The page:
The Athletic Training Students for Brain Safety

–submitted by Andrea Kaminski; photo by Stacy Nemeth

Winterstein

From left: Emily Campbell, Erin McQuillan, Bailey Lanser, Andrew Winterstein and Club President Ellsworth Brown

Dr. Andrew Winterstein, director of the UW Athletic Training Education program and clinical professor of Kinesiology at UW-Madison, brought three student leaders to speak to Rotary about their work to raise awareness about brain injuries.

The Athletic Training Program prepares students for careers in athletic training. According to Winterstein, these students go on to work not only for athletic teams, but also health providers, industrial workplaces, schools and other settings. He showed a video in which students and faculty of this well-rated program lauded its small class sizes, high quality of instructors, practical clinical learning opportunities, top notch professors and strong science foundation.

Winterstein called injury “the unwelcome houseguest of physical activity.” Injury is inevitable, and it is a public health issue. It is important to consider the true cost of injury, he said. For example, what are the consequences at age 50 of having sustained an ankle injury at age 20? Ankle sprains are the most common musculoskeletal injury, and they are linked with an increased risk of osteoarthritis, a decreased level of physical activity and a lower overall quality of life. Winterstein noted that one million adolescent athletes suffer ankle injuries annually in basketball alone, with an estimated $2 billion in total costs.

Winterstein stressed that ankle injuries are preventable with exercises and the use of braces, yet many Wisconsin high school coaches are not aware of how to apply these resources. It is critical to get information to high school coaches and others.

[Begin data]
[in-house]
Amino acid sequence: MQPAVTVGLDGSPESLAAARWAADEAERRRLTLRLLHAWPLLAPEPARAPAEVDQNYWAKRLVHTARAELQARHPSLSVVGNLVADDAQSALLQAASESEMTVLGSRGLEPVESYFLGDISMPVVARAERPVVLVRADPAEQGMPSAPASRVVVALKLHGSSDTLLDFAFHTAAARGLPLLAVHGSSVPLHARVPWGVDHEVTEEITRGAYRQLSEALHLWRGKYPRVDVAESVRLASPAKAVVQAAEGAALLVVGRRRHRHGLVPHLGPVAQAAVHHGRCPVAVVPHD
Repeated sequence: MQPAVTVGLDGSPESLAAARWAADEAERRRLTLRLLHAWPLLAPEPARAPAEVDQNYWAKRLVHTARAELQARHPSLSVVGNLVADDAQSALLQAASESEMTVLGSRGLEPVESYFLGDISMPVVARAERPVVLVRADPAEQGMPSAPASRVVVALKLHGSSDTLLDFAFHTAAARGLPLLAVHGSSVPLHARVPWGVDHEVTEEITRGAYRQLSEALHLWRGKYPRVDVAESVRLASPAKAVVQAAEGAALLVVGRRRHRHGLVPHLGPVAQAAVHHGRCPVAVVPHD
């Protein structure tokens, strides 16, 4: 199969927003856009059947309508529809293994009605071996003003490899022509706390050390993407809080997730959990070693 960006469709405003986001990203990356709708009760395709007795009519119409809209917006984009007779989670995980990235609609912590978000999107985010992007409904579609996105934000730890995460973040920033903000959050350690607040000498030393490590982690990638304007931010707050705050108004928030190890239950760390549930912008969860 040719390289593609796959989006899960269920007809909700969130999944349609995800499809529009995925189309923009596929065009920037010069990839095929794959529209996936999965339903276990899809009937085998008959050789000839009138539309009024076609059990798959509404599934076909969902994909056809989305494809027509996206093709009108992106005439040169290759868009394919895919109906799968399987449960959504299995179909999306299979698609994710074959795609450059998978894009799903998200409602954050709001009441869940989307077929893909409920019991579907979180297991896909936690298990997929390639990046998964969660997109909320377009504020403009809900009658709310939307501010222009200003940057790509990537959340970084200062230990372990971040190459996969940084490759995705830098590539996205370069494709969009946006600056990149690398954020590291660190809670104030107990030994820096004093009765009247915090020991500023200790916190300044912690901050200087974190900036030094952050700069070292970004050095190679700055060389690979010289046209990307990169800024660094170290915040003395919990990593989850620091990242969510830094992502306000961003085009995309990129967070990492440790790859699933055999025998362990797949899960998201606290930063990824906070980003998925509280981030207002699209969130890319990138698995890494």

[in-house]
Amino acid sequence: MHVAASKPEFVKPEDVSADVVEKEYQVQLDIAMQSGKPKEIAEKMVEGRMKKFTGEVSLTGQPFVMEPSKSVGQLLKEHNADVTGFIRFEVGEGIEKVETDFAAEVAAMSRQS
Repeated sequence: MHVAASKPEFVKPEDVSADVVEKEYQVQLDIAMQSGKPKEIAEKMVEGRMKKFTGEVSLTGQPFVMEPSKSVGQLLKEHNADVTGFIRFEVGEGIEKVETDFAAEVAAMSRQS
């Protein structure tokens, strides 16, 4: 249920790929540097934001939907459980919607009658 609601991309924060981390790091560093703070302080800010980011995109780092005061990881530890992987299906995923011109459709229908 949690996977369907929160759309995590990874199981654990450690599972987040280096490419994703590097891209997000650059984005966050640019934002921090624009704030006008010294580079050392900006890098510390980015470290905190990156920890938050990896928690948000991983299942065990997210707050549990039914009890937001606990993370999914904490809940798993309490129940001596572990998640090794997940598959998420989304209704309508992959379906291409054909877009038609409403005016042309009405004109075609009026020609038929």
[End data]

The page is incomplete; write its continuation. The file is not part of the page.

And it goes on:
Sports-related concussions have been a hot topic in the news recently because of some high-profile NFL cases and a link with traumatic encephalopathy. Winterstein notes there are an estimated 300,000 sports-related concussions in high school boys and girls annually in the United States. The majority are in football, but they also occur in other sports. Winterstein called for more research to better understand the causes and impact of concussions.

Winterstein then introduced three students who are active in Athletic Training Students for Brain Safety (ATSBS), a campus group that educates the UW campus and Madison communities on the short-term and long-term consequences of brain injuries including concussions. Formed in 2012 the group focuses on prevention, recognition and management of brain injuries.   Emily Campbell, Bailey Lanser and Erin McQuillan described recent accomplishments of the ATSBS group:

  • Applied for and received a Baldwin Grant to promote a statewide network of campus-based chapters;
  • Created and installed Renny’s Corner, an informational station at Wisconsin Institutes for Discovery;
  • Made presentations to high school anatomy and health science classes to inform students about brain injuries and promote Athletic Training as a career;
  • Held Children’s Safety Night at Wisconsin Institutes for Discovery to inform children and parents about the signs and symptoms of head injury and concussion, as well as how to prevent them.
  • Held a Brain Safety Symposium which featured distinguished speakers – some of them alumni of the program – from Madison and beyond.

The group is talking to campus groups interested in creating chapters at Concordia University, Marquette University and the UW campuses in Eau Claire, La Crosse and Stevens Point. They hope eventually to make ATSBS a regional presence at campuses around the Midwest.

Did you miss our meeting this week?  CLICK to watch the video.

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